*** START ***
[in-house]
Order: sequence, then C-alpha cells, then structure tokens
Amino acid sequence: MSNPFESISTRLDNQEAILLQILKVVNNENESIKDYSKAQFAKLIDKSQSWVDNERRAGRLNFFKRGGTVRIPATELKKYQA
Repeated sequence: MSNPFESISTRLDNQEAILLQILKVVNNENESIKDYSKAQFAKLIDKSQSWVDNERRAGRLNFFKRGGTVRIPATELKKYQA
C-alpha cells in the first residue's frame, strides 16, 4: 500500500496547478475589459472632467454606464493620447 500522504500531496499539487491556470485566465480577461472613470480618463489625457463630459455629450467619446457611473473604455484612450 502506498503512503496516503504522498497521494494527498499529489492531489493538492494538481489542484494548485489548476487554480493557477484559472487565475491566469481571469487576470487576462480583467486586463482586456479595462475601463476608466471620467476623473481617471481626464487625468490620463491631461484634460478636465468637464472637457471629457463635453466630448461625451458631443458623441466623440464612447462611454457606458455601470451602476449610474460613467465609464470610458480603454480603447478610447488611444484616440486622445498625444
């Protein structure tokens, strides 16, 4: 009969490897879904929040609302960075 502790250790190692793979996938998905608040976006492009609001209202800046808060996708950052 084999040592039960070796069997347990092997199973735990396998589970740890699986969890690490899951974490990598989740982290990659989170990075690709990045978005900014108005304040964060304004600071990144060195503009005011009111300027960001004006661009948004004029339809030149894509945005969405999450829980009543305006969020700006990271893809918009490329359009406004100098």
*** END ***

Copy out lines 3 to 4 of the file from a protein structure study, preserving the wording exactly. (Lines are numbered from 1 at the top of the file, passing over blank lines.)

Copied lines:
Amino acid sequence: MSNPFESISTRLDNQEAILLQILKVVNNENESIKDYSKAQFAKLIDKSQSWVDNERRAGRLNFFKRGGTVRIPATELKKYQA
Repeated sequence: MSNPFESISTRLDNQEAILLQILKVVNNENESIKDYSKAQFAKLIDKSQSWVDNERRAGRLNFFKRGGTVRIPATELKKYQA